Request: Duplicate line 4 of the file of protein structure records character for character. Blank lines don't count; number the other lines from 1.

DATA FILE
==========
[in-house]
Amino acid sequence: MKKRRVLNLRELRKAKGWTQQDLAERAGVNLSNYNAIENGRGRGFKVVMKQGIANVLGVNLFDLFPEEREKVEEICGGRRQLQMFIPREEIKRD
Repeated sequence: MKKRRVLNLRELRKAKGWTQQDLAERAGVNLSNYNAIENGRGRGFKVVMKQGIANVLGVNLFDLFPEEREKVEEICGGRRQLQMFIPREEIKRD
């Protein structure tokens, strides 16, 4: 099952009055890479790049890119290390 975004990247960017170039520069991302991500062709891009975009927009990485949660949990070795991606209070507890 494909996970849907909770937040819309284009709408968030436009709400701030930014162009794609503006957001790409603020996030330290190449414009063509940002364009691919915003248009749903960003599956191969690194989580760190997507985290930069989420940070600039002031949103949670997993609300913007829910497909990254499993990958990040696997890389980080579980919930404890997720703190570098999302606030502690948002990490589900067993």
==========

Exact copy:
């Protein structure tokens, strides 16, 4: 099952009055890479790049890119290390 975004990247960017170039520069991302991500062709891009975009927009990485949660949990070795991606209070507890 494909996970849907909770937040819309284009709408968030436009709400701030930014162009794609503006957001790409603020996030330290190449414009063509940002364009691919915003248009749903960003599956191969690194989580760190997507985290930069989420940070600039002031949103949670997993609300913007829910497909990254499993990958990040696997890389980080579980919930404890997720703190570098999302606030502690948002990490589900067993």